Because my husband didn’t learn about breastfeeding, he would envision getting up throughout the night with a baby to give them a bottle. Of our three kids, he only got to feed our baby when we had to supplement with formula to get her weight back up. This ended up being great for him because he got to connect to her, something he was afraid of not connecting to our baby since they were with me 90% of the time, but he learned over time that there are other ways to connect with your baby apart from feeding.

Not only was this a surprising lesson for him; he also wasn’t anticipating how much the baby would connect and need to be with me. How I couldn’t just walk into the other room without the onset of crying, or having to worry about where we were going – keeping us close to home for the first couple of years. It made him angry to see others give me a hard time when the baby was hungry in public.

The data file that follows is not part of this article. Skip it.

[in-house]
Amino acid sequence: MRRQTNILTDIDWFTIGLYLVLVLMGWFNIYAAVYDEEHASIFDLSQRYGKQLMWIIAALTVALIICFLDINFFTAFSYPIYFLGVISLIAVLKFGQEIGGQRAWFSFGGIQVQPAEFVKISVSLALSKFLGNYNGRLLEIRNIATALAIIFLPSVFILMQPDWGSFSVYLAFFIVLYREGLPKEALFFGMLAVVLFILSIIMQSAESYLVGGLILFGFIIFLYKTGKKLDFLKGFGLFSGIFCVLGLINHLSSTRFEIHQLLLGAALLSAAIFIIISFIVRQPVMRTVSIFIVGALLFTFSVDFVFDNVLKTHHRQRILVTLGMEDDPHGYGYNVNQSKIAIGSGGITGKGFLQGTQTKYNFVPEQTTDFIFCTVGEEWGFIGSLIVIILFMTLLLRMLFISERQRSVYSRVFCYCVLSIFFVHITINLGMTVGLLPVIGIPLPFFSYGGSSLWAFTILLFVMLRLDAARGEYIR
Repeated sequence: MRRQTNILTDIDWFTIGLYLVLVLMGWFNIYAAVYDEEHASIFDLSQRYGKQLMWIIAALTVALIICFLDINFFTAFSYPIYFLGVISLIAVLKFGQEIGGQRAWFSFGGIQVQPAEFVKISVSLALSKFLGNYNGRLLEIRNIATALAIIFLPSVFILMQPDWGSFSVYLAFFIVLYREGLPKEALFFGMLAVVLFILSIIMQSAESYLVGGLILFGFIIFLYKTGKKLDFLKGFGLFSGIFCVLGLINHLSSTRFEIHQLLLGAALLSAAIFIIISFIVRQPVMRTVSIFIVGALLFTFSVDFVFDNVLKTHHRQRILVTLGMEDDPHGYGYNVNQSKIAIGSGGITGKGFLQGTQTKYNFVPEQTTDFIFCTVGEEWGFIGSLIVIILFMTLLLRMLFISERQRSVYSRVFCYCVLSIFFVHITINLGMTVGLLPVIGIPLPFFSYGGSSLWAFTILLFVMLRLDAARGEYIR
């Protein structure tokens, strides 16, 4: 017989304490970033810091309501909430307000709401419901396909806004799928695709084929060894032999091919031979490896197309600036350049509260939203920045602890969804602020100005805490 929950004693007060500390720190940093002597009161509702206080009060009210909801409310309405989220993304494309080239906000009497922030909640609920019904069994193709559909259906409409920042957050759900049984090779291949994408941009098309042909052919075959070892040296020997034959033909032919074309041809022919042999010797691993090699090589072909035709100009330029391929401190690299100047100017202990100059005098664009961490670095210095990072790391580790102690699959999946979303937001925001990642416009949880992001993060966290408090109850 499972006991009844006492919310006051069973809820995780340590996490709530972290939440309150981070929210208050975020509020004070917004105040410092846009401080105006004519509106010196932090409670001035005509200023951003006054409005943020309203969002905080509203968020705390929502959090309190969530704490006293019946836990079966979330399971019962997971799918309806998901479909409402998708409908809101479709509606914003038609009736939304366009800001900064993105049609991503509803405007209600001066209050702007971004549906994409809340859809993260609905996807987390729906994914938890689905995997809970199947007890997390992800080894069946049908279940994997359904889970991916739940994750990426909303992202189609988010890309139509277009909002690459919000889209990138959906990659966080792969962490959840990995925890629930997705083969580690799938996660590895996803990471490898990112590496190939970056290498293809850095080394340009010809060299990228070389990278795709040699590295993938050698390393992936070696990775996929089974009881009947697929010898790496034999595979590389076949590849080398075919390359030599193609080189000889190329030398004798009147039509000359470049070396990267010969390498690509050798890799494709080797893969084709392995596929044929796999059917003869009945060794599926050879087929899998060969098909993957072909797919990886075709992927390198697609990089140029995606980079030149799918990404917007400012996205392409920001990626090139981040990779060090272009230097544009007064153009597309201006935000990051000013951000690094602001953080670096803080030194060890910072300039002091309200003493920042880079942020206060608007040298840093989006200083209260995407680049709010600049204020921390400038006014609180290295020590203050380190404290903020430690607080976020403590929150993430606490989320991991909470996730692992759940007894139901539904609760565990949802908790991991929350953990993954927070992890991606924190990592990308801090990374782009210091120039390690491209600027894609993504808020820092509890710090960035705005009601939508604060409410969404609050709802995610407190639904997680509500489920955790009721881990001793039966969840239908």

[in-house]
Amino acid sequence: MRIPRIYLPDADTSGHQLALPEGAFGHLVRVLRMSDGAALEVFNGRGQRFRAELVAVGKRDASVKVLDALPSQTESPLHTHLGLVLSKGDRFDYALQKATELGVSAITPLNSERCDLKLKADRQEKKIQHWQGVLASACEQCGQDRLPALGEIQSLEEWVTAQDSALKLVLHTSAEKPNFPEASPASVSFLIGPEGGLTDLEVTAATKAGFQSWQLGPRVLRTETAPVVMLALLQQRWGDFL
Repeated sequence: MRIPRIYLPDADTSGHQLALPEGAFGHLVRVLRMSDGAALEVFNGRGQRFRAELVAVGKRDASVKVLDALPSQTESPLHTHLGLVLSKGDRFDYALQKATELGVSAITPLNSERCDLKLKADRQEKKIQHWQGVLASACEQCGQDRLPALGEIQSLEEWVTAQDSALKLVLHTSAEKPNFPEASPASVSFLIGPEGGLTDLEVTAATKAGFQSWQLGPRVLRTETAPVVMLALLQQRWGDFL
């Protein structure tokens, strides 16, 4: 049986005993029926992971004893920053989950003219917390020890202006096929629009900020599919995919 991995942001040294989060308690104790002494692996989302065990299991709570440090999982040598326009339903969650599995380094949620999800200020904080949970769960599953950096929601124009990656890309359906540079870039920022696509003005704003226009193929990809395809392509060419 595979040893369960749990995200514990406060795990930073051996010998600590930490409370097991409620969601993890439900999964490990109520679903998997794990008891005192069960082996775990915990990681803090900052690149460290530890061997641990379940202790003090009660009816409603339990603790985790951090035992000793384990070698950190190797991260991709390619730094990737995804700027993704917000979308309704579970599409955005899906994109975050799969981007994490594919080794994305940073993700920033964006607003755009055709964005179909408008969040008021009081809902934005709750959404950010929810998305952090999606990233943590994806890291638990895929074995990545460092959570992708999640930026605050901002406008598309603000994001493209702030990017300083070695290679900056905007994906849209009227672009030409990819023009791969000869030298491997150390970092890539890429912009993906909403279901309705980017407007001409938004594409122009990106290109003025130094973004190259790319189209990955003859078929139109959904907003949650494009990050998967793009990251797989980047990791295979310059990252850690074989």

Together we learned that these sacrifices are worth it as our babies were never sick. We learned that breastfeeding was a great decision for our family – even with all of the pain and exhaustion that went along with it.

There are so many odd beliefs about genders:

If I got a penny for every time someone said we needed to have a son, I would be a millionaire by now. This not only offended me but upset my husband. He loves that we have three daughters and it made him think: why are girls not seen as “good enough” when it comes to reproducing?

There is nothing wrong with some disappointment when it comes to finding out the gender of your child, that happens – what isn’t okay is to disown your baby when you didn’t get what you wanted; especially since the gender of the child is from the father’s genetics.